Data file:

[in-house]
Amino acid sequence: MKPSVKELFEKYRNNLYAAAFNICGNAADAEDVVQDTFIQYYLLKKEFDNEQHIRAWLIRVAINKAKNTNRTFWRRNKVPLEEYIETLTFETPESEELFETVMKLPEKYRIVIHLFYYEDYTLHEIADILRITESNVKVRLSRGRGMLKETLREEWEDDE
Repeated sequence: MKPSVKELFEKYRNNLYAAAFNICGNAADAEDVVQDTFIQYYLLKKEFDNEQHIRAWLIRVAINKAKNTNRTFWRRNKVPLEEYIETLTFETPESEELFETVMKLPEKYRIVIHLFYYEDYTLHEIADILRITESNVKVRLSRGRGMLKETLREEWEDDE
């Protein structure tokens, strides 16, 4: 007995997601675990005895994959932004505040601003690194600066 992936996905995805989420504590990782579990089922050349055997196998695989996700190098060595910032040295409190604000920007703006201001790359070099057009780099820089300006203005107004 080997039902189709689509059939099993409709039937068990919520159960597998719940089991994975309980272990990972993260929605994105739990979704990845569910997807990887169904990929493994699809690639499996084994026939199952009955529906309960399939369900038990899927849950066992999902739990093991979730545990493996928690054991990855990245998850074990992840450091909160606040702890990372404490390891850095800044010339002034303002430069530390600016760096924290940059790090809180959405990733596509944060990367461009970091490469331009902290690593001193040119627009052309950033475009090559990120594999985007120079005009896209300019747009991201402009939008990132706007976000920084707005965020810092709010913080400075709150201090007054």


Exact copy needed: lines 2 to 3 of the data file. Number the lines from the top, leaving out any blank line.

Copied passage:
Amino acid sequence: MKPSVKELFEKYRNNLYAAAFNICGNAADAEDVVQDTFIQYYLLKKEFDNEQHIRAWLIRVAINKAKNTNRTFWRRNKVPLEEYIETLTFETPESEELFETVMKLPEKYRIVIHLFYYEDYTLHEIADILRITESNVKVRLSRGRGMLKETLREEWEDDE
Repeated sequence: MKPSVKELFEKYRNNLYAAAFNICGNAADAEDVVQDTFIQYYLLKKEFDNEQHIRAWLIRVAINKAKNTNRTFWRRNKVPLEEYIETLTFETPESEELFETVMKLPEKYRIVIHLFYYEDYTLHEIADILRITESNVKVRLSRGRGMLKETLREEWEDDE